Session Details

Session 6: Responses to PFAS/PFOA

Abstract Number:


PFAS have historically been used across a broad range of industries ‎for a wide variety of applications, but are ‎highly refractory and ‎bio-accumulative and have the potential to cause numerous ‎adverse health effects. ‎Faraday has demonstrated a pulsed-‎waveform electrocatalysis approach for PFAS destruction with ‎clearly ‎superior performance to direct-current methods using ‎state-of-the-art boron-doped diamond catalysts. Cost ‎analysis ‎suggests the pulsed waveform approach has the potential to ‎provide appreciable reductions in OPEX ‎and favorable overall ‎CAPEX/OPEX.‎


Managing Water Usage/Waste Management Minimization,
Technology Responses to REACh/Regulations

This talk will present recent progress toward development of an economical and energy-‎efficient processes to pretreat waste streams for removal of per-/polyfluorinated alkyl ‎species (PFAS). PFAS have historically been used across a wide variety of applications, ‎including carpeting, apparel, upholstery, metal plating and firefighting foams. However, ‎research has demonstrated that these compounds are highly refractory and bio-‎accumulative when released to the environment, and have the potential to cause adverse ‎health effects, such as low birth weight, accelerated puberty, cancer, and skeletal, liver, ‎kidney and other problems. Thus, multiple regulatory agencies, including the U.S. and ‎various state EPAs, are in the process of defining actionable maximum contaminant limits for ‎numerous PFAS.‎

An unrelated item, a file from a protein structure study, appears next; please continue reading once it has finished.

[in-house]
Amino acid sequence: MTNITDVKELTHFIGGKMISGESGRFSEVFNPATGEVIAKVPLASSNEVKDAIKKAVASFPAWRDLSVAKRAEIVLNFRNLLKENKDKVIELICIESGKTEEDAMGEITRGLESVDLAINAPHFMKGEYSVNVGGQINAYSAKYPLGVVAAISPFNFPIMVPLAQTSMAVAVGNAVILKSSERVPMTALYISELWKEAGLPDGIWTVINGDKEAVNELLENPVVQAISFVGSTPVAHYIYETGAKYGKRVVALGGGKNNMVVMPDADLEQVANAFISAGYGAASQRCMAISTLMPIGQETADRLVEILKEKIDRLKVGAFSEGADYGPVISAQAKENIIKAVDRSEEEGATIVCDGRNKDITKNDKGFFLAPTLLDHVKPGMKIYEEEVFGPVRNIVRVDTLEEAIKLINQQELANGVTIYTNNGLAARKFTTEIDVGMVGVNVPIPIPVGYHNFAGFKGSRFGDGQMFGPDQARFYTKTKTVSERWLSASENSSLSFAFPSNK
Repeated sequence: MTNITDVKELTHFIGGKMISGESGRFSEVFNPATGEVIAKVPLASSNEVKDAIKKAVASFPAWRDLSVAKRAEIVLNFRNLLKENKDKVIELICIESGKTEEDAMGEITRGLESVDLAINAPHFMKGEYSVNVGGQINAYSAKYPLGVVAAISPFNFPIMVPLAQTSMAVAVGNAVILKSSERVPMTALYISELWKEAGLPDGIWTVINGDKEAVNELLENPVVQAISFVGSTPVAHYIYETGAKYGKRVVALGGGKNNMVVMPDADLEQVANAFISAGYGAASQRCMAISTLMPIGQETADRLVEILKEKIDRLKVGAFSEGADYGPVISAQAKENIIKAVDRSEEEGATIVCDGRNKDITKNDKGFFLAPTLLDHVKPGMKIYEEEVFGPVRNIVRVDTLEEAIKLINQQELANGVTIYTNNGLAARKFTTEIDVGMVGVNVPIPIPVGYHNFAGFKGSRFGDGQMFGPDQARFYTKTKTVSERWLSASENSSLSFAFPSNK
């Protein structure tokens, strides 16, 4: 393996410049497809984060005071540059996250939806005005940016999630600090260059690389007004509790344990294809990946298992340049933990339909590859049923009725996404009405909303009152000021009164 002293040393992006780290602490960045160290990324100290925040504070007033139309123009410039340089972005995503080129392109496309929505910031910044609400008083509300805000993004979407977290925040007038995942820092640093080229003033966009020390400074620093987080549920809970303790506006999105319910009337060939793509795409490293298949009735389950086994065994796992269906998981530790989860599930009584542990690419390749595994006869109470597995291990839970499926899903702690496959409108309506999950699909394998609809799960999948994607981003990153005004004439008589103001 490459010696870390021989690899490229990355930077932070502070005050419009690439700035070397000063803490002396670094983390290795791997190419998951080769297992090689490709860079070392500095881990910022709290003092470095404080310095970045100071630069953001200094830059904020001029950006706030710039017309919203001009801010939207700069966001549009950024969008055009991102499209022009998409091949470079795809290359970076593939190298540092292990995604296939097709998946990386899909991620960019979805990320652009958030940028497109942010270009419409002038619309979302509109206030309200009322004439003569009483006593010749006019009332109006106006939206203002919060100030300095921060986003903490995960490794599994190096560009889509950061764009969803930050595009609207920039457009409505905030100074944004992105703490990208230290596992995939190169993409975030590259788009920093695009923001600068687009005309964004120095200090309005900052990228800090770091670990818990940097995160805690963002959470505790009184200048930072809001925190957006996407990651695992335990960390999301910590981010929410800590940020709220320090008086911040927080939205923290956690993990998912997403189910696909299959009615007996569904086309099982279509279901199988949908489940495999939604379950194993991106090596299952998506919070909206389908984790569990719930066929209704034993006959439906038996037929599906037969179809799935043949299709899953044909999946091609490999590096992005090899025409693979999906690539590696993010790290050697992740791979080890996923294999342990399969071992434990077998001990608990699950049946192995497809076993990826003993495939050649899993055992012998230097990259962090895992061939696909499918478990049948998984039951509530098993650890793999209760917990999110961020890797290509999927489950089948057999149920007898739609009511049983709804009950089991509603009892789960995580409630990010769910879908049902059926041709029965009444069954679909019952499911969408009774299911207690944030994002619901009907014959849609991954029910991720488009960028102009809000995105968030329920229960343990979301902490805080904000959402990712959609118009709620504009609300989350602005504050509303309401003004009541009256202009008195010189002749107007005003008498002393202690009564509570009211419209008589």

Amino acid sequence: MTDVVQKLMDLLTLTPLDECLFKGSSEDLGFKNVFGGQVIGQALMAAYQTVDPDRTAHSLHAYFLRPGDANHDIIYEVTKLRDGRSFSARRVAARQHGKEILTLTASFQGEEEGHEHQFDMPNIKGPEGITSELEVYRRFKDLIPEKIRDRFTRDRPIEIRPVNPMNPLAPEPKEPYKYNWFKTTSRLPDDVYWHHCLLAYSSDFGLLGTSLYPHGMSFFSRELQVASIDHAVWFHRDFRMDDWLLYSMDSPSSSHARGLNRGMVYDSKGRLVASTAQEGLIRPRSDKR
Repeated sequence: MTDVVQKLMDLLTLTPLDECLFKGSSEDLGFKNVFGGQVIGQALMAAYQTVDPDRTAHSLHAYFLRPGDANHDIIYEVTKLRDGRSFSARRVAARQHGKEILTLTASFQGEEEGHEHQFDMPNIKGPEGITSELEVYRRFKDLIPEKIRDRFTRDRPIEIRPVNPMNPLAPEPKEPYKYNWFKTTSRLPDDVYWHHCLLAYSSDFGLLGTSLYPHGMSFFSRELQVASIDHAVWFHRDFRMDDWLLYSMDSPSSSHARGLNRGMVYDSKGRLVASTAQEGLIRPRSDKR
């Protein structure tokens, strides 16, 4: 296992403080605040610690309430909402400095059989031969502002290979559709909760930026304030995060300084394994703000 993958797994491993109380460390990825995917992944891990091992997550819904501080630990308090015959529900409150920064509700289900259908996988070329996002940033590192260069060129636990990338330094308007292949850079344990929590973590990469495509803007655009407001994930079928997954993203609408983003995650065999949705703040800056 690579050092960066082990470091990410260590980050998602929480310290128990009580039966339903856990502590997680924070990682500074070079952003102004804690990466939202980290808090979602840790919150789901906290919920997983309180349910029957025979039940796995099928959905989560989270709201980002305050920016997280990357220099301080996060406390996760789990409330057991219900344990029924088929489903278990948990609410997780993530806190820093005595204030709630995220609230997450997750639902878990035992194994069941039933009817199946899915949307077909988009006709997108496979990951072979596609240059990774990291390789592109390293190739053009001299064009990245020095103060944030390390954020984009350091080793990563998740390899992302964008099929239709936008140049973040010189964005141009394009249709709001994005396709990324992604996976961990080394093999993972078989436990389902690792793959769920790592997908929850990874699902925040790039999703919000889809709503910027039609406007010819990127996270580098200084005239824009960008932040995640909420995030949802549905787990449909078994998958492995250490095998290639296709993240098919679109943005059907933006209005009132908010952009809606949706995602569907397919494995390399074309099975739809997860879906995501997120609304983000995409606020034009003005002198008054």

Existing state-of-the-art treatment techniques such as sorption by activated carbon work to ‎remove PFAS in certain circumstances, but are extremely costly, often cannot be used for ‎waste streams with complex composition, and ultimately only postpone the disposal ‎challenge as the PFAS-laden media itself becomes a waste stream requiring treatment. Thus, ‎it is desirable to develop an energy and cost-efficient technology for ‎degradation/destruction of PFAS in various industrial waste streams, landfill leachates, soil-‎derived streams, etc., to provide a final disposal/treatment solution. Faraday is working to ‎demonstrate a pulsed-waveform electrocatalysis approach for PFAS destruction with clearly ‎superior performance to direct-current methods, enhancing destruction of more-challenging ‎short-chain PFAS and enabling PFAS destruction even in complex matrices. Cost analysis ‎estimates indicate that the use of pulsed waveforms has the potential to provide ‎appreciable reductions in OPEX, providing a combined preliminary CAPEX/OPEX cost ‎structure that appears favorable for deployment of this technology for destruction of PFAS in ‎various streams, including drinking water, electroplating rinse waters, landfill leachates and ‎soil/groundwater.‎


Brian Skinn

Principal Research Scientist

Faraday Technology, Inc.